Stout shows why he belongs in UFC

MORRIS DALLA COSTA, QMI Agency

, Last Updated: 9:29 PM ET

It wasn’t his most exciting or most dominant win — but for Sam Stout, it was one of his most important victories.

His win Saturday on the UFC 121 undercard extended his life in the UFC and, he hopes, put him in line for what may be a mega-UFC card when the sport comes to Ontario.

Stout earned a split decision over Paul Taylor in a battle of lightweights.

One judge gave Stout all three rounds, but the other two split. It was the fourth split decision in his UFC career. The win gave Stout a 16-6-1 fight record, 5-5 in the UFC.

Stout needed the win. The UFC has an itchy trigger finger and quickly disposes of anyone who hasn’t won recently. Nothing personal. Just business.

Despite his record, Stout has always given the UFC faithful their money’s worth and in his 10 UFC fights, he’s earned bonuses for fight-of-the-night five times.

His rousing standup slugfests may be entertaining but they will take a toll on the 26-year-old body eventually.

“It’s a big win definitely,” Stout said from Anaheim. “I would haven’t had to reassess my whole future if I had lost but it might have been the end of my career in the UFC. I’ve been in that spot before where I was walking a think line between staying there and getting cut and sent to the minors for a bit.”

A loss would likely have meant Stout would have had to work his way back to the UFC.

“It’s a tough business that way,” he said. “It’s where the most elite fighters in the world are and if you want to stay there, you have to show why you are there.”

Stout said he felt the added pressure.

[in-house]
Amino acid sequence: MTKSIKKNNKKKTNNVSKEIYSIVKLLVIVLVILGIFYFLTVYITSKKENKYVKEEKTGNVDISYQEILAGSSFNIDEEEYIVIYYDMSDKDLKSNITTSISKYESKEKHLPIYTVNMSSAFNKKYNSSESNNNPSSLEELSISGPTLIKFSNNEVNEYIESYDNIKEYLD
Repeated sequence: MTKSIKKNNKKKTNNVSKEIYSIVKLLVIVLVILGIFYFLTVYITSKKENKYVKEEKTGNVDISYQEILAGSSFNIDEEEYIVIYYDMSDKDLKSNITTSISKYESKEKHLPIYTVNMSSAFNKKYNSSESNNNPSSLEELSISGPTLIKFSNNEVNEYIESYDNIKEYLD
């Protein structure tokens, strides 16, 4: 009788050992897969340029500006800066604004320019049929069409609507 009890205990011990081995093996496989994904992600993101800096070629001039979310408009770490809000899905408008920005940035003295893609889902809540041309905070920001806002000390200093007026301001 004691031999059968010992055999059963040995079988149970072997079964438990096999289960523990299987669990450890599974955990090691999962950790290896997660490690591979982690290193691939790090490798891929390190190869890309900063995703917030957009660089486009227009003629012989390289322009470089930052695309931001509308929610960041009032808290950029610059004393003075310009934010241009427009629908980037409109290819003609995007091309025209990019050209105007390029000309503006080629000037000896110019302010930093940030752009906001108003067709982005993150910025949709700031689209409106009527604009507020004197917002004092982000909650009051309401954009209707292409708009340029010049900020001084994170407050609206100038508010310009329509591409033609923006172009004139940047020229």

“I wasn’t worried that I’d never fight in the UFC again,” he said. “I think they like me over there and I always put on a good fight which I think they appreciate. But at the same time my win-loss record wasn’t great. No matter how many fight-of-the-nights you get, there’s only so many times you can lose.”

Stout says this fight wasn’t the same as his other bouts. He was happy with how he performed and he thought he had it won easily but when he went back to watch it, he realized how close it was.

“He never hurt me,” Stout said. “It was a lot closer than I thought. It was a typical stand-up war only this time, instead of getting into one of these brawls when I take a bunch of abuse and give a bunch. I tried to play it a little smarter and a little more technical. I picked my shots a little more. I didn’t take as many shots so while it may not have been as exciting as my other fights, it was more technical than some of the other brawls I got into.”

It’s how he hopes to fight in the future. Most UFC fighters reach their prime as they approach 30. Stout is still a few more years away from that plateau and he wants to get there in relatively good health.

“There was a point when I was 21, 22, 23 and fighting in the UFC, I’d go through one of these wars, I look like I was hit by a truck but someone would tap me on the back and tell me what a great fight it was and I’d feel good about it,” Stout said. “I’m getting too old to be putting myself through this kind of punishment. It hasn’t had any affect at this point but at some point I’m going to. I don’t want to end up 30 years old and punchy. I’d rather have a long career and still be able to remember my name at the end of it.”

Stout should be back in London on Tuesday. He’ll take some time off before resuming his training at his Adrenaline Training Centre and wait for Team Tompkins head honcho and trainer Shawn Tompkins to call him about his next bout.

“He’ll give me a couple of names and we’ll discuss what the best fight is to take,” Stout said. “It depends on how anxious they are to get you back in the ring. There’s one coming up in Ontario at some point. They might save me for that.”

Knowing full well that when Stout fights in Ontario, he’s going to put on one hell of a show.

morris.dallacosta@sunmedia.ca


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